Matt was a big hit with the monkeys.
I was feeling reasonably recovered, so we continued to make our way west.
West Bay Beach….we were on our way!
As we drove, we noticed the small island of Roatan was drastically divided. On the east side, where we had spent all of our time thus far, the landscape was sparsely populated with homes, and most things we saw were fairly simple and modest. We regularly saw open fields full of cows and the occasional Honduran cowboy riding his horse along his fence line, checking for breaks. Roadside stands were scattered on the highway, where women stood grilling corn. Clean laundry fluttered in the breeze behind simple shacks.
On the west side, tourism has taken over. We started to see shops, restaurants, and tons of people. Around each curve there was another sign for zip-lines, dolphin encounters, scuba excursions, and dune buggies. Signs for large resorts appeared at every turn.
I already missed the fine white sand of Camp Bay Beach, with nary a soul in sight.
After an hour of driving through throngs of people, roadside shops filled with cheap sarongs, and signs promising the “adventure of a lifetime,” we found ourselves at the road to West Bay Beach, famed jewel of Roatan.
I had high expectations. On Roatan, West Bay is the Prom Queen of beaches. She is the one that everyone wants to hang out with, bragging to their friends with an iPhone picture to prove it.
She is held up as the prettiest one around. Described as one long, blond babe, with the softest and purest of sand, curves in all the right places, and meticulously groomed so that not a speck of seaweed sullies her pristine shores. She’s the one in all the glossy brochures, beckoning the weary, the burned out, and the overworked to her turquoise shores.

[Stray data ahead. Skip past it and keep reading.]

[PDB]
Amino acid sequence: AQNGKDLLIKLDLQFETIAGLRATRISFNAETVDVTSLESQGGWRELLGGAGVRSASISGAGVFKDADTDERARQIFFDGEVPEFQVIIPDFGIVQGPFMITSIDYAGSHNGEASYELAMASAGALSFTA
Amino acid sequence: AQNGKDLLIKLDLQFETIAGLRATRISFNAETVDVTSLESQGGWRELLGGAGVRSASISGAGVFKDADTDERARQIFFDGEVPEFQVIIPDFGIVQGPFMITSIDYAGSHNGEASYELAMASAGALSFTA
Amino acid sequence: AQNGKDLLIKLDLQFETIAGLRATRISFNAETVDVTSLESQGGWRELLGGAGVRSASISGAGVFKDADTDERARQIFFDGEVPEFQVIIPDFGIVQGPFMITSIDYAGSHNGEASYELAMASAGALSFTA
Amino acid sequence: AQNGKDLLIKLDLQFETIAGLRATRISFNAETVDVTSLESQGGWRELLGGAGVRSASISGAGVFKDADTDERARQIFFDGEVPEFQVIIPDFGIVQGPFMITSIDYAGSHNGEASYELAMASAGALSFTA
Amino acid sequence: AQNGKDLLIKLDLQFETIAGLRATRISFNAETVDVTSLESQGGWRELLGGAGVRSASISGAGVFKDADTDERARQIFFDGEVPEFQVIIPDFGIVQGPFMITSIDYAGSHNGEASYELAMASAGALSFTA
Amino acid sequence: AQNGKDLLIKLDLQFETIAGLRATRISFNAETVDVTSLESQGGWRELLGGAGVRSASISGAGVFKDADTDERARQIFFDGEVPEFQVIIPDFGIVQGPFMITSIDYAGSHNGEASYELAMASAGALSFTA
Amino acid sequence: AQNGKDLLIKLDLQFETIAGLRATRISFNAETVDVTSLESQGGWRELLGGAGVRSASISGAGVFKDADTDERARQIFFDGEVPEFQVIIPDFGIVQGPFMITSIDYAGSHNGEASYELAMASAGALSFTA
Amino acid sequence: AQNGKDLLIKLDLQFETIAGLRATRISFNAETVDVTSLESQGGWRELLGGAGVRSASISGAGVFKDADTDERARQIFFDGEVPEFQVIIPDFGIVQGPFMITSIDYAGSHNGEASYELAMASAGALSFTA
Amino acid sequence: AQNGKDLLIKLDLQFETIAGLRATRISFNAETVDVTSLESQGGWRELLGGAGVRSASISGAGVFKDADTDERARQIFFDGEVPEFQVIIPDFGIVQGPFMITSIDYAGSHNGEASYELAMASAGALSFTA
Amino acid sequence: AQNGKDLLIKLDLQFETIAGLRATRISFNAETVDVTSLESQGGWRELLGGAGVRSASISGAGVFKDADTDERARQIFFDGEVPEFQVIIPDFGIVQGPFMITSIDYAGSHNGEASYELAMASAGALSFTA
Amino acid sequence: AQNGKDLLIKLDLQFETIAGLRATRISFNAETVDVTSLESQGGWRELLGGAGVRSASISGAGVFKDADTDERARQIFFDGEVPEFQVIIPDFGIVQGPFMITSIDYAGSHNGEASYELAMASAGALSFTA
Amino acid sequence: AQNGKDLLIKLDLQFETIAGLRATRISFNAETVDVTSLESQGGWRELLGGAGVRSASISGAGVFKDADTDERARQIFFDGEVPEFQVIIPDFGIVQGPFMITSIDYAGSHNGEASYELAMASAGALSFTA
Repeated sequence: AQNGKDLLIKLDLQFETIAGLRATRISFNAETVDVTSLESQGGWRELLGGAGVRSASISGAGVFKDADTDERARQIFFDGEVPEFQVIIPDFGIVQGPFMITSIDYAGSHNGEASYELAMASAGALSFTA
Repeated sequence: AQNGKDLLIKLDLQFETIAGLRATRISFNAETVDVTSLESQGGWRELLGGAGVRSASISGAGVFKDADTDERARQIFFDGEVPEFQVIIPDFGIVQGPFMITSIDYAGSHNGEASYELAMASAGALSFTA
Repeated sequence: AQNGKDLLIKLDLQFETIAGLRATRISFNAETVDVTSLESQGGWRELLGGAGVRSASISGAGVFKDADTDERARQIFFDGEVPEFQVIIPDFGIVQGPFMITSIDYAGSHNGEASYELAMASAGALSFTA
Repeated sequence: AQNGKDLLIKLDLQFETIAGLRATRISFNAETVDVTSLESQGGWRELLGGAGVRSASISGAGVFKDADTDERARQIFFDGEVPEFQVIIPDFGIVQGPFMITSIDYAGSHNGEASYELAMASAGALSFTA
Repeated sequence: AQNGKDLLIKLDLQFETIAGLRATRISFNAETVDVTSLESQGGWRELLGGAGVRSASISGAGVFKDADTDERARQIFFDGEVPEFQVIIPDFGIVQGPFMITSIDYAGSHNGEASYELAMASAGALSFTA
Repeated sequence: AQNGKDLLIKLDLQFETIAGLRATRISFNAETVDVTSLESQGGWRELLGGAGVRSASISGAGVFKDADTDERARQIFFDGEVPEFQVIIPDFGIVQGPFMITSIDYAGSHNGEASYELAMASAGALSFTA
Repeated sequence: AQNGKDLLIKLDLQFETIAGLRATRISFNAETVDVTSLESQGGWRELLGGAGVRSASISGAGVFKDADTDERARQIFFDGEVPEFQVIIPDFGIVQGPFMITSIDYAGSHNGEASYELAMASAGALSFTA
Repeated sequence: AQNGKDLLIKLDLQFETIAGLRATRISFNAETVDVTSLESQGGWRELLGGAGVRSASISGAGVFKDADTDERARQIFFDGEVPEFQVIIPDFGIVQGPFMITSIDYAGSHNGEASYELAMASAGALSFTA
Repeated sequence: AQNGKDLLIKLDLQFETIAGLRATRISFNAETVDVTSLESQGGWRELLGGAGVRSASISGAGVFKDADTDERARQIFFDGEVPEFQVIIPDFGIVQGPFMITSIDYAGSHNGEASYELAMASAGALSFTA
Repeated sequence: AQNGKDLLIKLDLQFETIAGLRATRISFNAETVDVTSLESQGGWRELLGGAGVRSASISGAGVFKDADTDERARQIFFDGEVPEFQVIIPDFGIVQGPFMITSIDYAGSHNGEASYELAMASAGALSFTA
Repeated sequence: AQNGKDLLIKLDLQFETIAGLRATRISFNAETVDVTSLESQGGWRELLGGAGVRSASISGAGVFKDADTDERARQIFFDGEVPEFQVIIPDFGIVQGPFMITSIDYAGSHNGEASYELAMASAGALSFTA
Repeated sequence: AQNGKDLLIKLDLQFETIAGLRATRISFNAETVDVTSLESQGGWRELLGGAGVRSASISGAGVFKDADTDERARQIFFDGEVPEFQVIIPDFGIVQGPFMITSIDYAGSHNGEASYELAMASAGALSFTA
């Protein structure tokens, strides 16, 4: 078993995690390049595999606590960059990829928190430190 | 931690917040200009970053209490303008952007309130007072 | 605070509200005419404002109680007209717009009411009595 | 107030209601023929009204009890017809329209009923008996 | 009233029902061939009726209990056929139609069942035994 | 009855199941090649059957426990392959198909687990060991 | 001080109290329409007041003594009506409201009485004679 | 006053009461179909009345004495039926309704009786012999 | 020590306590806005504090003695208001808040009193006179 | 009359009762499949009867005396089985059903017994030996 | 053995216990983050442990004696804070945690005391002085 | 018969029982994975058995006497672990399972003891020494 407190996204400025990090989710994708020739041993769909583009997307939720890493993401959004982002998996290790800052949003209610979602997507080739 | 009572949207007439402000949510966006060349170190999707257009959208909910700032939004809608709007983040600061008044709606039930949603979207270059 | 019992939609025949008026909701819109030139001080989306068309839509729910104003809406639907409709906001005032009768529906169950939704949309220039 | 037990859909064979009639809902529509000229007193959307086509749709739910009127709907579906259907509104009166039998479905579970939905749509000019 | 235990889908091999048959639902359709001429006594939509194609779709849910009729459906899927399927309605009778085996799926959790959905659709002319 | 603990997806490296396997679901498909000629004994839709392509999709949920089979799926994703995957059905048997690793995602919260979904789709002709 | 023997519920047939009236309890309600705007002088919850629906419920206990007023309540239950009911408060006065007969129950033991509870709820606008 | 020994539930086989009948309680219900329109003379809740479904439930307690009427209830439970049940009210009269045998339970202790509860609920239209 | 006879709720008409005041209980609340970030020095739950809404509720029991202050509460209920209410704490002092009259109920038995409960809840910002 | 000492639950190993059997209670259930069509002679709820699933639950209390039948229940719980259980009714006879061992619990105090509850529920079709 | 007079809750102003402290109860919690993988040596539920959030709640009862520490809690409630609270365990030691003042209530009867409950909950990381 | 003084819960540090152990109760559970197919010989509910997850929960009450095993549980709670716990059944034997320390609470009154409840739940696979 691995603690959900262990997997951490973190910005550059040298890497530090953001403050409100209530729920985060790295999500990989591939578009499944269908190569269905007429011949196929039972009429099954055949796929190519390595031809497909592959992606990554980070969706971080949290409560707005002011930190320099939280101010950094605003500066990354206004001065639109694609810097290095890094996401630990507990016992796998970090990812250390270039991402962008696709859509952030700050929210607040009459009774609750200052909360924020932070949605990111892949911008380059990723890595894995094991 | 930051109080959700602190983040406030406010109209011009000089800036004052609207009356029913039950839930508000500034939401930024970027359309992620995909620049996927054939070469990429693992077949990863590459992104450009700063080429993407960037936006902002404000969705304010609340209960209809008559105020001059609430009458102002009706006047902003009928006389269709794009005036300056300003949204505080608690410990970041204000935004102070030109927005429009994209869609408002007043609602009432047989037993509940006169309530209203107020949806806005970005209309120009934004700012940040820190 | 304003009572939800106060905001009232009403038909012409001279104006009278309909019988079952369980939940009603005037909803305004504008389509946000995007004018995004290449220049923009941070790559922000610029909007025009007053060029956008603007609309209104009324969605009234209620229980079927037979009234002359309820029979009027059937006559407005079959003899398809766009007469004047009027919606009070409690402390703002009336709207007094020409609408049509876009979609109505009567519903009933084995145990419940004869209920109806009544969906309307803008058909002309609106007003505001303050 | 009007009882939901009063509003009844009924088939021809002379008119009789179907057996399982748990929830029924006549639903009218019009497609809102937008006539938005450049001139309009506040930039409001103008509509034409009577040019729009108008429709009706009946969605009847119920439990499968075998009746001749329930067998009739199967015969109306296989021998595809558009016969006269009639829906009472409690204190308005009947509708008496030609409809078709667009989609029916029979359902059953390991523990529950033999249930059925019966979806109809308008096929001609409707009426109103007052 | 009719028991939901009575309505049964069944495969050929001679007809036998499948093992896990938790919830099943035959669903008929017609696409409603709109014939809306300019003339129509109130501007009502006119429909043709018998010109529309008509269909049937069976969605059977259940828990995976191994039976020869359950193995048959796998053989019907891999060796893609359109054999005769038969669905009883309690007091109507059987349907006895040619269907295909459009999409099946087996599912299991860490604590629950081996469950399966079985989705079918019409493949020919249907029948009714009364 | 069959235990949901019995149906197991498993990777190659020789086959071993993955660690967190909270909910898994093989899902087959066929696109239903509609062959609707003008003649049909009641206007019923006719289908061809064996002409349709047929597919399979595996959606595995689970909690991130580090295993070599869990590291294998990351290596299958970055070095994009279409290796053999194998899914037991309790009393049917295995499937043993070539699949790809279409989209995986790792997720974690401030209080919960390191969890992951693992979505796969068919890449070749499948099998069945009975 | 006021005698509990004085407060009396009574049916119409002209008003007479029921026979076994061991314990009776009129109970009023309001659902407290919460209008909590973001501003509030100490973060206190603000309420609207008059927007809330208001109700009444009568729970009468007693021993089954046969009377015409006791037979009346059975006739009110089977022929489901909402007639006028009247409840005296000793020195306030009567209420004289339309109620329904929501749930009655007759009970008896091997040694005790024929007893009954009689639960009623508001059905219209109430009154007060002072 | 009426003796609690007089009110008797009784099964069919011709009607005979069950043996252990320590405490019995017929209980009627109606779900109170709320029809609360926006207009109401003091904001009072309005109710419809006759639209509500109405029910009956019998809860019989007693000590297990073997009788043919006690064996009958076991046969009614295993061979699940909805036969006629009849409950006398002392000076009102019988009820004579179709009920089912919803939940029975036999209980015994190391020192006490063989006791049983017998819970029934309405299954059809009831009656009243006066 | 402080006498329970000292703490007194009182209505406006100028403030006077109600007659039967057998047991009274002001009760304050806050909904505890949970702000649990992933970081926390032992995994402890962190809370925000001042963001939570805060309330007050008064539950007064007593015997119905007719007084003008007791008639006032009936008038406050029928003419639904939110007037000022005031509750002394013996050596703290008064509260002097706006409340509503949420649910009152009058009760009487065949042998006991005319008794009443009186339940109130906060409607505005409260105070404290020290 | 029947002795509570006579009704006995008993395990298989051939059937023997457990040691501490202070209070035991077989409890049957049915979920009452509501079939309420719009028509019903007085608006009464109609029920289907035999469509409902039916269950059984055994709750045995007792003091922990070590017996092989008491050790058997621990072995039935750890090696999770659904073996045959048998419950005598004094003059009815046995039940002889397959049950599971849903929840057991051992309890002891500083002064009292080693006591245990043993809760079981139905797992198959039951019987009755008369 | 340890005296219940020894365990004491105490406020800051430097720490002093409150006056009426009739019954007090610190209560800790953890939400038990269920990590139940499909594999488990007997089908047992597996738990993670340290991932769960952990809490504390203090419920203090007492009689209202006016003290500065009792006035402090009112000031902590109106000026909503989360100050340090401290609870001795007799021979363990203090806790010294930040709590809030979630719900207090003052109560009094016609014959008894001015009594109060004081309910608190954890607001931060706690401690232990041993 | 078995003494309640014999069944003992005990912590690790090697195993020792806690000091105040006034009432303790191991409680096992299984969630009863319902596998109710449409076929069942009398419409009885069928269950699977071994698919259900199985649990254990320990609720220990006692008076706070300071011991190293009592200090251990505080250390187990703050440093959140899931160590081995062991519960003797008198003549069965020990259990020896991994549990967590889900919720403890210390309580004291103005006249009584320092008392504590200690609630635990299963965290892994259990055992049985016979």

She is West Bay Beach.
We parked the car at the Beach Club at San Simon and strolled through the facility, which was lovely. An open air beach bar greeted us, dotted with loungers and day beds on the ocean side.
We stepped out onto the sand, expectations high.
Hip-hop music immediately blasted us from 4 competing stereo systems, each appearing to strive for the award of loudest and most obnoxious. I sat on a beach lounge and looked out over a sea of braided hair, paper cups filled with cheap liquor, sunscreen, and the lost, glazed over looks of the uninspired. The beautiful, gin clear water was cluttered with banana boats, parasailing, paddle boards, and floating docks covered with signs for “BEST RIDES!”
We managed to find a sliver of beach that wasn’t covered with a poorly stocked bar, sarong stand, or cheap jewelry table and gazed at an endless line of vendors toting coolers and buckets filled with anything and everything you might, or might not, want to buy on the beach.
And this was a day with NO CRUISE SHIPS.
It was Myrtle Beach on spring break.
This wasn’t the Prom Queen. It was a cocktail waitress in a Dolly Parton wig.
Sure, the beach was very lovely, but it had been carelessly ruined by overdevelopment and littered with so much cheap crap that you could barely see the beauty beneath it all.